Ultimately, I think that what the great brainstorming around fixing the problems with the img element shows is a fundamental impedance mismatch between the fluid nature of the web and the fixed pixel-based nature of bitmap images. We’ve got ems for setting type and percentages for specifying the proportions of our grids, but when it comes to photographic images, all we’ve got is the pixel—a unit that makes less and less sense every day.

Responsible responsive images

I’m in Belfast right now for this year’s Build conference, so I am. I spent yesterday leading a workshop on —the marriage of responsive design with progressive enhancement; a content-first approach to web design.

I spent a chunk of time in the afternoon going over the thorny challenges of responsive images. Jason has been doing a great job of rounding up all the options available to you when it comes to implementing responsive images:

  1. Responsive IMGs, Part 1,
  2. Responsive IMGs, Part 2—an in-depth look at techniques,
  3. Responsive IMGs, Part 3—the future of the img element.

Personally, I have two golden rules in mind when it comes to choosing a responsive image technique for a particular project:

  1. The small image should be default.
  2. Don’t load images twice (in other words, don’t load the small images and the larger images).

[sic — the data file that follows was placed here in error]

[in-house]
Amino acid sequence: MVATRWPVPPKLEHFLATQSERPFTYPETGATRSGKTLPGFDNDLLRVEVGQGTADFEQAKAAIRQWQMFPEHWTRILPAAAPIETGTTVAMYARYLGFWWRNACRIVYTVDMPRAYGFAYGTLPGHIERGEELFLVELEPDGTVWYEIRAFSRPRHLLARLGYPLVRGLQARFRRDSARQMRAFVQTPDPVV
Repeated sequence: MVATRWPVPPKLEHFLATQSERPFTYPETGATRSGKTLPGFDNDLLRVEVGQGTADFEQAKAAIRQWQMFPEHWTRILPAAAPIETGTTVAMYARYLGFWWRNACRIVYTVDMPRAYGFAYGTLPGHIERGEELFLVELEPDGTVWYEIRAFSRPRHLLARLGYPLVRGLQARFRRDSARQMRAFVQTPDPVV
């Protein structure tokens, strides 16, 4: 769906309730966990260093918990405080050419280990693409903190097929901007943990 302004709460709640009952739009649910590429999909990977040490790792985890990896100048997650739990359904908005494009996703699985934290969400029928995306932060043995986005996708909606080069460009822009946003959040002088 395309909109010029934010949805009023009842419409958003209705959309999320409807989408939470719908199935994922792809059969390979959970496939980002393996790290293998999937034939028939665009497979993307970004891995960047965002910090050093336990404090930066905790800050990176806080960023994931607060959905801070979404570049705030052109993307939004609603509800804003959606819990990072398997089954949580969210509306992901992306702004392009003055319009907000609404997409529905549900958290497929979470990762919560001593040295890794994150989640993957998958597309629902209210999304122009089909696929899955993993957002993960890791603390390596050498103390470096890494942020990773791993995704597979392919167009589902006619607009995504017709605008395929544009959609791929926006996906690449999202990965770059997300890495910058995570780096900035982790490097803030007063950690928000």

That first guideline simply stems from the mobile-first approach: instead of thinking of the desktop experience as the default, I’m assuming that people are using small screen, narrow bandwidth devices until proven otherwise.

Assuming a small-screen device by default, the problem is now how to swap out the small images for larger images on wider viewports …without downloading both images.

I like Mark’s simplified version of Scott’s original responsive image technique and I also like Andy’s contextual responsive images technique. They all share a common starting point: setting a cookie with JavaScript before any images have started loading. Then the cookie can be read on the server side to send the appropriate image (and remember, because the default is to assume a smaller screen, if JavaScript isn’t available the browser is given the safer fallback of small images).

Yoav Weiss has been doing some research into preloaders, cookies and race conditions in browsers and found out that in some situations, it’s possible that images will begin to download before the JavaScript in the head of the document has a chance to set the cookie. This means that in some cases, on first visiting a page, desktop browsers like IE9 might begin get the small images instead of the larger images, thereby violating the second rule (though, again, mobile browsers will always get the smaller images, never the larger images).

Yoav concludes:

Different browsers act differently with regard to which resources they download before/after the head scripts are done loading and running. Furthermore, that behavior is not defined in any spec, and may change with every new release. We cannot and should not count on it.

The solution seems clear: we need to standardise on browser download behaviour …which is exactly what the HTML standard is doing (along with standardising error handling).